Argentina’s first president after the return of democracy, Raúl Alfonsín, had the complex task of addressing human rights abuses in the face of a weak economy and massive external debt, which had ballooned from US$7.87bn in 1975 to US$43bn in 1982.
“It is not easy to build democracy in a setting where political culture and civic habits have been degraded by authoritarianism. Nor is it easy to build democracy in the midst of a deep economic crisis exacerbated by the need to repay a huge foreign debt that the old dictatorial regime had contracted and irresponsibly misspent,” Alfonsín said in 1992, after his term had ended prematurely in 1989.
The neo-liberal economic paradigm that dominated the nineties – a time that corresponded with the amnesty offered to those responsible in the dictatorship – deepened the economic model launched in 1976, taking it to the economic and political crisis of 2001.
Graciela Navarro believes that since Néstor Kirchner took office in 2003 there has been two distinct periods relating to the last civic-military dictatorship, the first being the recovery of the memory of those who had been tortured or disappeared, and the end of impunity for military leaders. “When Cristina was elected,” Navarro believes, “it was possible to begin to examine the true causes of the coup, which were economic, and charge those who are responsible.
“The military has been judged,” adds Navarro, “but many civilians, if not them then their children, are owners of the large economic groups… this is difficult. These are the interests that Cristina is dealing with.”
After years of impunity, Argentina’s legal system has begun to investigate the role of officials, powerful businessmen, and mulitnationals who may have collaborated with the military in state terrorism. According to the Centre for Legal and Social Studies (CELS), as of September 2013 there were a total of 261 civilians accused of involvement in the human rights abuses of the era.
Several high profile and emblematic cases involving civilians, and their business interests, are currently making their way through the legal system.
Papel Prensa: On 2nd November, 1976, three newspapers – Clarín, La Nación, and La Razón – obtained the majority shares in Papel Prensa, the company which produces newsprint for the industry, soon after owner, businessman and banker David Graiver, died in a plane crash in Mexico in August 1976. Graiver’s widow, Lidia Papaleo testified in 2010 that at that time she was stripped of the factory after receiving death threats against her and her young daughter. In March 1977, Papaleo was abducted and tortured until she was released on July 24, 1982.
The case concerning the sale of Papel Prensa was opened in August 2010 after President Fernández presented a report in the Casa Rosada titled “Papel Prensa: The Truth” denouncing the “illegal appropriation” of the business. Most recently, the case has been in the headlines after the discovery of official minutes from the dictatorship that mention Papel Prensa 13 times between September 1976 and November 1977.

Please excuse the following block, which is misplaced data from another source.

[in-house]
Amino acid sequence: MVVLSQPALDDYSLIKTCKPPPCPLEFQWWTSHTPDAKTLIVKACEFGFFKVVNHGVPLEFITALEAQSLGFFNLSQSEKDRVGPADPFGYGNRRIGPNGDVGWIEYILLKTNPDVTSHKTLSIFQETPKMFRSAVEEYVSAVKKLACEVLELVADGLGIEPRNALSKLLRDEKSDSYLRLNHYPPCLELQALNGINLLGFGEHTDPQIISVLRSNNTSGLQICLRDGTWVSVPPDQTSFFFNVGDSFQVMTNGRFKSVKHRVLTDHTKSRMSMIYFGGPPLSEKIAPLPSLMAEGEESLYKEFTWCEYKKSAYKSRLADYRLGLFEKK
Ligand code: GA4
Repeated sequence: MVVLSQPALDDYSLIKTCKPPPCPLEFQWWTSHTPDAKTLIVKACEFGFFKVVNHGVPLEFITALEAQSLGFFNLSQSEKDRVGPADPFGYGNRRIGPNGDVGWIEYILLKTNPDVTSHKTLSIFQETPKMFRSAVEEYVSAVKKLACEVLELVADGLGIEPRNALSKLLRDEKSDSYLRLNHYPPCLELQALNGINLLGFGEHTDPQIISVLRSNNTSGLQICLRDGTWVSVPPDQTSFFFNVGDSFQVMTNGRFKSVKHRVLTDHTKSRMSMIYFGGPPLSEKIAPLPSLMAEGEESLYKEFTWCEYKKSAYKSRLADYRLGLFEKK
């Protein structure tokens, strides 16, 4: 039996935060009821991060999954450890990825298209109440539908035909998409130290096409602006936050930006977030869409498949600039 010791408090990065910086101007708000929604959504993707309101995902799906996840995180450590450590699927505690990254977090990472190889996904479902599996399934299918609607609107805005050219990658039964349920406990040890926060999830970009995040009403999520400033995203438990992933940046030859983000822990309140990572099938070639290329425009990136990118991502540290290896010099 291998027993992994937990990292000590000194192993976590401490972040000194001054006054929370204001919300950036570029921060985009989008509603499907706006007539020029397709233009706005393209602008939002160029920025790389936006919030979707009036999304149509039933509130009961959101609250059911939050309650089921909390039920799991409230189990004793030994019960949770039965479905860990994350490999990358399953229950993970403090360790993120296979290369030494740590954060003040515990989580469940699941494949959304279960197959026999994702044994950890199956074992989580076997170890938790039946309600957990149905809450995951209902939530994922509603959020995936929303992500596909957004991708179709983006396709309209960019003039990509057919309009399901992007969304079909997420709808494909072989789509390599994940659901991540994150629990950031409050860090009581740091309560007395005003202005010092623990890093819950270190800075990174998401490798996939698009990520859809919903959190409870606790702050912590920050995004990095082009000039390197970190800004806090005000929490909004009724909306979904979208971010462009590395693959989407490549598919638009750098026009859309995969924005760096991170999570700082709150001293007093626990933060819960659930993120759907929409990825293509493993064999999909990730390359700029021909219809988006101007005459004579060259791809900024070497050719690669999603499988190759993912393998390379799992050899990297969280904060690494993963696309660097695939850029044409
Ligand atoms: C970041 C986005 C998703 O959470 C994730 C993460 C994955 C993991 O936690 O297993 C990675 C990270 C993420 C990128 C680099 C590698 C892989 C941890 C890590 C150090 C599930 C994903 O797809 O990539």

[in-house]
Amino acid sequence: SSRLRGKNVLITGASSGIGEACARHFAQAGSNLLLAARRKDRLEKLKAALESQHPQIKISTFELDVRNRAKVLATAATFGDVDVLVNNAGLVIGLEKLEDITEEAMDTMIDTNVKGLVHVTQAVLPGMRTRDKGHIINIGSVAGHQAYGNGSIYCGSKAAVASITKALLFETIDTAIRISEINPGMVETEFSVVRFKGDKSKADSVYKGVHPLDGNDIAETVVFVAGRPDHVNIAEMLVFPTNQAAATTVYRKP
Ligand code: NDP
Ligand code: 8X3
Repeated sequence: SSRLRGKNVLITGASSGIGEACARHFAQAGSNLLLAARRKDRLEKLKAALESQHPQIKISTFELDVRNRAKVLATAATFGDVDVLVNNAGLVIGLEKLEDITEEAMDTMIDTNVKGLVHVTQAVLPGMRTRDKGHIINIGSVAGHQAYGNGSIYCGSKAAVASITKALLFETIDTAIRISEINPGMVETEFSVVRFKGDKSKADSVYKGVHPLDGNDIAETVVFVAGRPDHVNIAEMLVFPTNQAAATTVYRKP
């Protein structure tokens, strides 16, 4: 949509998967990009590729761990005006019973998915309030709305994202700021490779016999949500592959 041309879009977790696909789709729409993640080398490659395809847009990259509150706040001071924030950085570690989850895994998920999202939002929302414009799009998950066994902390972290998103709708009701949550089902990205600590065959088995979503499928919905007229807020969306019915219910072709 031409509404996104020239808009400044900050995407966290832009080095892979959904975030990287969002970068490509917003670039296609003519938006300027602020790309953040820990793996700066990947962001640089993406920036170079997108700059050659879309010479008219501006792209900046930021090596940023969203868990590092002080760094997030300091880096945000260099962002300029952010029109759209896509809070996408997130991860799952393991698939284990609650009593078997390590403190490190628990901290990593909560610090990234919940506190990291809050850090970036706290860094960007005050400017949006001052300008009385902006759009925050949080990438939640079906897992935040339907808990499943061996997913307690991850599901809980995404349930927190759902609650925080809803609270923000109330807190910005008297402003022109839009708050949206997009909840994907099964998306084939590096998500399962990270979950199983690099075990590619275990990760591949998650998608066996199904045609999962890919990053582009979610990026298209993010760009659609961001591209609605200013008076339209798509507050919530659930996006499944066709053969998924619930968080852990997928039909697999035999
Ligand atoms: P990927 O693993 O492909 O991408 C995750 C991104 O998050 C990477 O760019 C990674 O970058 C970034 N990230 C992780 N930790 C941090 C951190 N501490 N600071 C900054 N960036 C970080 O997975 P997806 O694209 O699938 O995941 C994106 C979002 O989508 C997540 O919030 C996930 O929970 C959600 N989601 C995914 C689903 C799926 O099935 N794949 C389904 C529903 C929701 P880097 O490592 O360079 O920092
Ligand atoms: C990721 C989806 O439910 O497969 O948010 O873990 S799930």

According to Defence Minister Agustín Rossi, the minutes make it “clear that for the Junta, Papel Prensa was a part of the same theme as the detention of [ex-owners] the Graiver family… this appears clearly in the minutes.” Copies of the documents are now in the hands of Federal Judge Julián Ercolini, who has jurisdiction over the case.
Ledesma: Also working its way through the legal system is a case involving president of sugar company Ledesma, one of Argentina’s most powerful businesses, for his involvement in kidnappings during the ‘blackout night’, when over 400 people were kidnapped in the province of Jujuy following an electricity outage on 20th July, 1976.
President of Ledesma Carlos Blaquier and former general manager Alberto Lemos are accused of providing the vehicles that were used for transporting the victims. This month, the Federal Court of Salta confirmed that there is sufficient evidence that the company Ledesma collaborated in the kidnapping of their workers to dismantle the labour union. As a result, Blaquier and Lemos will be put on trial, which is set to begin in April 2014. The court upheld that Blaquier will be prosecuted as a “necessary participant” in twenty cases of illegal deprivation of liberty and Lemos is accused of being a “secondary participant” to the kidnappings.
Ford: During the dictatorship, the Ford Falcon became known as a vehicle commonly used by kidnappers. But the company is also accused of more direct involvement in the human rights abuses of the time.
In May, charges were laid against three ex-directors of Ford Motors Argentina for their role in the disappearance of 24 workers from the plant. Former plant manager Pedro Müller, ex-leader of labour relations Guillermo Galarraga, and ex-security chief Héctor Sibilla are accused of having given to military commanders in the area “personal data, photographs, and addresses” of workers at the factory between 24th March and 20th August, 1976.
The three men are also accused of having allowed the military to use the factory as a detention centre where they carried out the interrogation of the workers. According to Judge Alicia Vence, the workers were “tied up with their faces covered and beaten.”
Although 24 workers survived the kidnapping and torture, only 12 are still alive today. The formal legal process began in 2001 but the first reports of the events date back to 1984.
Mercedes Benz: The families of 17 workers from the Mercedes Benz plant who were kidnapped and tortured have bought a civil case against the parent company of the carmaker, Daimler Chrysler, in the US. Mercedes-Benz Argentina is alleged to have identified workers who were kidnapped and sent to the clandestine torture centre, Campo de Mayo, during the dictatorship.
The investigation began in 2004 and has been rejected by US courts on previous occasions, with the US Supreme Court currently determining if the case falls under its jurisdiction. A decision is expected in the coming months on whether multinational corporations can be sued in US courts for alleged human rights abuses abroad.
In Argentina, the lawsuit for kidnapping and torture of the 17 workers, 14 of whom are still missing, was initiated by journalist Gabriela Weber in 2002 and in 2006 was transferred to Federal Court in San Martín under the charge of Judge Alicia Vence. So far noone has been formally charged or arrested.
The carmaker is also accused of the appropriation of three children, and the adoption and substitution of identity of Paula Logares, the first grandchildren reclaimed by the Abuelas de Plaza de Mayo in 1987.